Tuesday, February 28, 2012

The Bailey Bill of 1909, and the Creation of the Federal Income Tax

By Douglas V. Gibbs

Progressivism was on the rise in the United States around the turn of the 20th Century.  Americans were concerned about the large national debt that remained with the United States as a result of the Spanish-American War, and the growing social inequality between the rich and the poor.  The idea that there should be a tax that “soaks the rich” began to take root among progressives of both major parties.  The Democrats took to progressivism more than the Republican Party, and the liberals of the Democrat Party were looking for a way to embarrass the conservative arm of the GOP so that they could gain some traction in the next election.

With social unrest rising among the population, a democrat proposed The Bailey Bill with the express intention of enabling the Republicans to reject it.  The theory was that after the Republicans rejected the bill, the democrats could then point a finger at the Republicans and claim for political purposes that the Republicans were in cahoots with the corrupt wealthy corporate types, and their rejection of the Bailey Bill, which would have imposed an income tax on the rich, was proof of such an alignment between the Republicans and the wealthy.

The conservative Republicans knew what the progressives of the Democrat Party were up to, and launched a counter move.  They proposed a constitutional amendment that would impose an income tax on the rich, and when the States refused to ratify the amendment, the Republicans would use that failure to ratify the amendment as proof that the people, through their State legislatures, were against the idea of a new income tax.  In turn, that would defeat the Bailey Bill, for how could Congress approve an income tax against the rich through the Bailey Bill after the people and States rejected a constitutional amendment that would have done the very same thing?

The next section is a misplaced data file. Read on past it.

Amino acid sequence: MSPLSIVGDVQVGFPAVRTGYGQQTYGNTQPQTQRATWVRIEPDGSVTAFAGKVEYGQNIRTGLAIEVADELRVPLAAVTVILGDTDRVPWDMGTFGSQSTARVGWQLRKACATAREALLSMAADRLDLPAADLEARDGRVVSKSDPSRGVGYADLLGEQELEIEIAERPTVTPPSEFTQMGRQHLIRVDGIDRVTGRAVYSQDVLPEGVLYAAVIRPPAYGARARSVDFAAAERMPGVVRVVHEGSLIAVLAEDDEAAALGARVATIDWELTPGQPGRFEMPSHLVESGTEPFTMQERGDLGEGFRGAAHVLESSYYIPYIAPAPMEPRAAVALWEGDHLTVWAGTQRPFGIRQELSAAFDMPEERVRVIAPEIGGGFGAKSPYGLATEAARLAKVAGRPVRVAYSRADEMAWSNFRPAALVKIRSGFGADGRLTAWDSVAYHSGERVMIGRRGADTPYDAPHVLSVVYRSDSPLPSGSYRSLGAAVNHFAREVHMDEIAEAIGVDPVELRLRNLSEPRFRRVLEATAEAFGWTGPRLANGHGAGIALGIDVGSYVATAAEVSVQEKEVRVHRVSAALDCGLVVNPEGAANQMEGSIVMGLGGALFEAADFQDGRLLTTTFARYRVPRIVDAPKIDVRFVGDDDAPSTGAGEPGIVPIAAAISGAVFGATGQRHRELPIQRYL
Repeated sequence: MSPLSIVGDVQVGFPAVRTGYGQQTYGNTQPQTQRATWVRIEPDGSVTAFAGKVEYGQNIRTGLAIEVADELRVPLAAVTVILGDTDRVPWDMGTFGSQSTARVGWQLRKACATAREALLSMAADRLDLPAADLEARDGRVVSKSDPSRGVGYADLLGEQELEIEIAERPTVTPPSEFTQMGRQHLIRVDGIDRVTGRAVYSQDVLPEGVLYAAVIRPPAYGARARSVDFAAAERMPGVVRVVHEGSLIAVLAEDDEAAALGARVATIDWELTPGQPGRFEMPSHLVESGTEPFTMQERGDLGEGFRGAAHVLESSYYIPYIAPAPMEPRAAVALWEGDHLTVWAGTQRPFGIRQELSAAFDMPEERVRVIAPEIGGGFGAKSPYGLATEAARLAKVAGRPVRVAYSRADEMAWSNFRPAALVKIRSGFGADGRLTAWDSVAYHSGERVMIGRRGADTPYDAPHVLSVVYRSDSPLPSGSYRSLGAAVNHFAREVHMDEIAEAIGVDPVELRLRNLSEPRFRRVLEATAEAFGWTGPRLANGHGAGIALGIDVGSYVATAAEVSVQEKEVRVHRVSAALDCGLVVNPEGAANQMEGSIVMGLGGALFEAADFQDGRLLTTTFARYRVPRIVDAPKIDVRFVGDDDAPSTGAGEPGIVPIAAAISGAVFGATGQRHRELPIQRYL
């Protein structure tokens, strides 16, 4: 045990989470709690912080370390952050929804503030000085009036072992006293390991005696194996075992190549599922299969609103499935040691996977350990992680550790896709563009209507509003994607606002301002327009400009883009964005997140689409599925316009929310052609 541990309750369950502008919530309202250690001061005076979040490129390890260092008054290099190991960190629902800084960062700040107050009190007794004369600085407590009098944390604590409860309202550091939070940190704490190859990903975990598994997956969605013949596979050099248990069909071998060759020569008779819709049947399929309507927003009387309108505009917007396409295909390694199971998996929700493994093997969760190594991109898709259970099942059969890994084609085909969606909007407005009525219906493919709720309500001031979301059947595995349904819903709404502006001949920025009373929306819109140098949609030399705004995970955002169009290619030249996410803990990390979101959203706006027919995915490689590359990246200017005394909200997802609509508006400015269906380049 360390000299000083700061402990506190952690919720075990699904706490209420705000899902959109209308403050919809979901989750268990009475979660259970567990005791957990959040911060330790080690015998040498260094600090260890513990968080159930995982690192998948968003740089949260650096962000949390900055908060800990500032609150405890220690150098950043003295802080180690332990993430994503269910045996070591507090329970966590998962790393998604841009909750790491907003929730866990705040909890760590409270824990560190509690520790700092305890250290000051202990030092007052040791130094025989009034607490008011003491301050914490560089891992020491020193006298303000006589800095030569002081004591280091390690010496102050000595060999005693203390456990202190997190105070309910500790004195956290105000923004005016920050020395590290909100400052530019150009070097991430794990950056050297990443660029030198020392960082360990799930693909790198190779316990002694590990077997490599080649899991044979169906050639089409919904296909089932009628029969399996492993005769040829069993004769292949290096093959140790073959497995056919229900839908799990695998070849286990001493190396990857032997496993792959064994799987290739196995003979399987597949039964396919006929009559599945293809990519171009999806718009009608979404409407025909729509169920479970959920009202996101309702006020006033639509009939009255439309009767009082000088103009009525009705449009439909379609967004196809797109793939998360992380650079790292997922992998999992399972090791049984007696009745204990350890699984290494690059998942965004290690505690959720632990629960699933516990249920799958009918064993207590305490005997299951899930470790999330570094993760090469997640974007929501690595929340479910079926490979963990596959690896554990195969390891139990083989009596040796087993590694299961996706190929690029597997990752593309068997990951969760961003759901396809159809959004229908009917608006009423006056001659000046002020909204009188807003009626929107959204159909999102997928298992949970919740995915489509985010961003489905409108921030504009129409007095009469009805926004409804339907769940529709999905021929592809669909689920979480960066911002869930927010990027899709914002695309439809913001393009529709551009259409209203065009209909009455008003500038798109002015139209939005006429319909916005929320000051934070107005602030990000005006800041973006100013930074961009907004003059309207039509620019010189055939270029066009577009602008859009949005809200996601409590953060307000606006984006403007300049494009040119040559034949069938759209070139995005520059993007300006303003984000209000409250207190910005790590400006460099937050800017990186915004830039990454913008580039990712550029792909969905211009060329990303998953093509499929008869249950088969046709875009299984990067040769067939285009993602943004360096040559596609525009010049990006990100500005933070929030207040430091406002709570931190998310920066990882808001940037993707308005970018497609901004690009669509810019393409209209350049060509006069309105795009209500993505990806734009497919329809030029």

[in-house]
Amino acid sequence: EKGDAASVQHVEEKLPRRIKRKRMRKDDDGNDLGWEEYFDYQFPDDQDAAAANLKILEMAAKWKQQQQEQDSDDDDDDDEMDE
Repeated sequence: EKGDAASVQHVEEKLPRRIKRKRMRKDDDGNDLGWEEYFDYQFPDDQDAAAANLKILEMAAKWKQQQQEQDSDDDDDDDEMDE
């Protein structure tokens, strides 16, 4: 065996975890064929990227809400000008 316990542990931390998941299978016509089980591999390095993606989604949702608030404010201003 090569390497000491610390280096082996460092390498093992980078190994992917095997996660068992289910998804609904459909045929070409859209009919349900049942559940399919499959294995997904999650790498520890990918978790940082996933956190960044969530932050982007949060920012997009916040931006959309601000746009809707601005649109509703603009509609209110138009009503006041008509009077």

The proponents of the 16th Amendment promised that if it were to be ratified (and remember, it was fully expected not to be ratified) the income tax would only be imposed on the top 5% wage earners, it would be voluntary, and it would be temporary.

The progressives of the Republican Party, however, rallied behind the proposed amendment, and the Secretary of State announced the amendment was ratified on February 12, 1913.

Progressives, happy to see the 16th Amendment ratified, hoped to use it to tax the rich.  In fact, in the beginning, only 5% of the people were required to submit tax returns.  Many of the rich, however, avoided the tax with charitable deductions, and other creative strategies.

During World War II Franklin Delano Roosevelt saw the income tax as a way to vastly increase revenue, and initiated a policy of withholding from “all” wages and salaries, not just the highest incomes enjoyed by the rich.   Rather than the rich paying the tax at the end of the year, the tax was collected at the payroll window before it was even due to be paid by the taxpayer. This style of collection shifted the tax from its original design as a tax on the wealthy to a tax on the masses, mostly on the middle class.

So let this be a lesson to you. When the politicians say they only want to tax the rich, first of all it never works as they plan, and second of all the tax is always eventually extended to everyone.

-- Political Pistachio Conservative News and Commentary

1 comment:

LV Cabbie said...

I just want to thank you for posts like this. They are not only very important and informative but allow me to beard the liberals on my local newspaper's eforums. I love to see them squirm.